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Issue 492 - January 2014

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February 2014

Chairman’s Column

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On behalf of the Southampton Canal Society I wish you all a Happy and Enjoyable New Year for 2014.

January Meeting

We all look forward with eagerness to our Members’ Photographic Evening and especially the Competition. The meeting gives us all the opportunity to share our boating experiences and the “fun” we have and see around us on the waterways.

Thank you to David Doulton for offering again the use of his digital projector.

Society Christmas / New Year Lunch

We have organised our now traditional Christmas/New Year Lunch which will be held on Saturday 11th January starting at 12 noon. The venue will as usual be The Blue Hayes Restaurant, Salisbury Road, Shootash, Romsey, SO51 6GA.

The cost of the lunch is £19.95 and as discussed, please make your payment direct to the Blue Hayes by Cash or Cheque on the day.

As usual, please bring along any unused Christmas crackers, party poppers and the like.

February Meeting

Geoffrey Watts, a member of the “Titanic Society” will speak about the Tragedy and the effect on the people of Southampton, showing the various memorials around the town.

March Meeting

Stuart fisher, editor of the Canoeist Magazine, gives a canoeist’s view of the canal system with particular emphasis on the canals that cannot be reached by narrow boat.

Alan Rose

Itchen Navigation Footpath Closures

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Your editor has heard that the Itchen Navigation Footpath at Withymead Lock, north of Bishopstoke, reopened to walkers shortly before Christmas. The path was closed last June as a result of vandalism to the footbridge crossing the head of the lock. Hampshire County Council's Rights of Way team were able to install a bridge donated by a local landowner.

The section of path further north at Brambridge between Kiln Lane and Highbridge Road was repaired in a project involving The Friends of the Itchen Navigation Volunteers, Hampshire and Isle of Wight Wildlife Trust, Hampshire County Council’s Rights of Way team and the Environment Agency. This was reopened several months ago though there still remains work to improve the surface of the footpath.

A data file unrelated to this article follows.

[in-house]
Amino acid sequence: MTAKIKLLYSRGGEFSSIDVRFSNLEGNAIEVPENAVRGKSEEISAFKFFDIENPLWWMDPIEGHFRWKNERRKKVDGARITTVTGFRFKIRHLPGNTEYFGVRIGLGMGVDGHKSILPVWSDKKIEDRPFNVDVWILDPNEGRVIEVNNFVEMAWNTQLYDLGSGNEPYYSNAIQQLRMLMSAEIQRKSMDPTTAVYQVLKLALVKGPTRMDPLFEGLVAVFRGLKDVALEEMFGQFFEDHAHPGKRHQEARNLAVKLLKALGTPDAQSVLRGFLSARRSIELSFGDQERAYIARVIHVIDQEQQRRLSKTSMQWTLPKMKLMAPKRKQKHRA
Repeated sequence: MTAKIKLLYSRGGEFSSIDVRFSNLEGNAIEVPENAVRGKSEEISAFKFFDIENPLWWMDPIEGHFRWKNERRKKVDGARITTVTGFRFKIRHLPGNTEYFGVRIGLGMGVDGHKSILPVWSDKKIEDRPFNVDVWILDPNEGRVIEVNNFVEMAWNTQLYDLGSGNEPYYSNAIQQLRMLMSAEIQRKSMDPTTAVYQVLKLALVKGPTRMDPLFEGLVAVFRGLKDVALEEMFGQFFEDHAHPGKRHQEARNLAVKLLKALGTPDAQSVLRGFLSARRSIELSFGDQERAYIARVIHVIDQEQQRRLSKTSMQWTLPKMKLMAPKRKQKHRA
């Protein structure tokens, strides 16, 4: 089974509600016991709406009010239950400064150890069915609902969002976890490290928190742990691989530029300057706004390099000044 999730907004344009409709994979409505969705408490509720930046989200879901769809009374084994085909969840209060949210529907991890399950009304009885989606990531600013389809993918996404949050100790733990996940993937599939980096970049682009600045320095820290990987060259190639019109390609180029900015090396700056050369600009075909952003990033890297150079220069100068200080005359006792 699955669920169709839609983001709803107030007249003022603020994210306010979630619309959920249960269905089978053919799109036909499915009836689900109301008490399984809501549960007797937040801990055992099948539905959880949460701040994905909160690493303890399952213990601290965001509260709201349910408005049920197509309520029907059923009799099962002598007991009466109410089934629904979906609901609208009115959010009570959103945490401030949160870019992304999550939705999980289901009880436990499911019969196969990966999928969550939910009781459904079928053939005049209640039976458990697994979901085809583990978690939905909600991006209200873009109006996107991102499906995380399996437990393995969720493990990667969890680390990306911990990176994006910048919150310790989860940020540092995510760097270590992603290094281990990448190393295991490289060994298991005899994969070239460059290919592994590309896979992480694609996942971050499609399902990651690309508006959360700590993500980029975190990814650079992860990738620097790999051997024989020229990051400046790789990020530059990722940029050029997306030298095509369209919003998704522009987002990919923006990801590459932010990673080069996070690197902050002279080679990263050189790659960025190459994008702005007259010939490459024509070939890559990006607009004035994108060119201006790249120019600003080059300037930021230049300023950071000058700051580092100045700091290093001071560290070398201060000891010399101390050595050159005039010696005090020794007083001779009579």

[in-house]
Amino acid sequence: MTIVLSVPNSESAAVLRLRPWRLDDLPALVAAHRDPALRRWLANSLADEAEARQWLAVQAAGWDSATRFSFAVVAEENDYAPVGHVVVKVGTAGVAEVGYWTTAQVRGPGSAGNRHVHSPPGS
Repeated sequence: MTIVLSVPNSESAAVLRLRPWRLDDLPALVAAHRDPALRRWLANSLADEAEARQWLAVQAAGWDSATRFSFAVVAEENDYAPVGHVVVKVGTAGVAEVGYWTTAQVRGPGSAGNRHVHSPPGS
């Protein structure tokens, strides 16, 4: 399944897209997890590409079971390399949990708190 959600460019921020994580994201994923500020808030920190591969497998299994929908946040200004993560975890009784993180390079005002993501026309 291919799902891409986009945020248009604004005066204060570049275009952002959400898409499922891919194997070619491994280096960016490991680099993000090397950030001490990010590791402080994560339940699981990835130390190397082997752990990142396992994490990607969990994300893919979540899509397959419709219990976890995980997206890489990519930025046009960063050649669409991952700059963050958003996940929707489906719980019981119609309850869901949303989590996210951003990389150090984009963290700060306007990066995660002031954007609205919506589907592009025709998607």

The old footbridge

The old bridge at Withymead Lock pictured in 2003 © Peter Oates

Forward planning on the Kennet & Avon Canal

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As part of a £945,000 scheme, seven lock bypass weirs are being installed on the Kennet & Avon Canal, in a bid to reduce levels of rural diffuse pollution and to improve the ecological status of the rivers Dun and Kennet SSSI, as well as the Kennet & Avon Canal.

With the Water Framework Directive setting targets to drive water quality improvements, the Canal River Trust (CRT) are implementing changes in an effort to work towards these targets. On the Kennet & Avon Canal, CRT are working with the Kennet Catchment Partnership to install seven lock bypass weirs over a six kilometre stretch of the Kennet & Avon Canal in Bedwyn, Wiltshire.

Currently, under higher flow conditions, existing canal overspill weirs help prevent flooding of the canal by transferring excess water directly to the River Dun. On the Kennet & Avon Canal, there are a number of locations where agricultural run-off and sewage treatment effluent can enter the watercourse. These, and other point sources, generate significant volumes of suspended solids and nutrients which in a slow flowing canal can encourage the growth of algal blooms. Subsequent to heavy rainfall events, the algae and sediment rich canal water is then transferred to the more sensitive River Dun via existing overspill weirs along the canal.

The installation of seven new bypass weirs will ensure that surplus canal water generated by heavy rainfall will remain in the canal, rather than spilling over to the more sensitive River Dun ecosystem. It is also hoped that the general water quality of the canal will improve, as the new weirs will increase the flow of the water and therefore reduce the occurrence of algal blooms.

14 Olympic sized swimming pools

The bypass will channel around 35,000 cubic metres of water on a daily basis, or the equivalent of 14 Olympic sized swimming pools. The scheme is the end product of several years of partnership working with local partners.

Environment manager for Wales and West, and ecologist for the Kennet & Avon Canal, Oda Dijksterhuis, said: “These lock bypass weirs will help to separate the water from the canal and that of the rivers Dun and Kennet SSSI over quite a stretch of the Kennet & Avon Canal, providing valuable benefits for aquatic ecology.”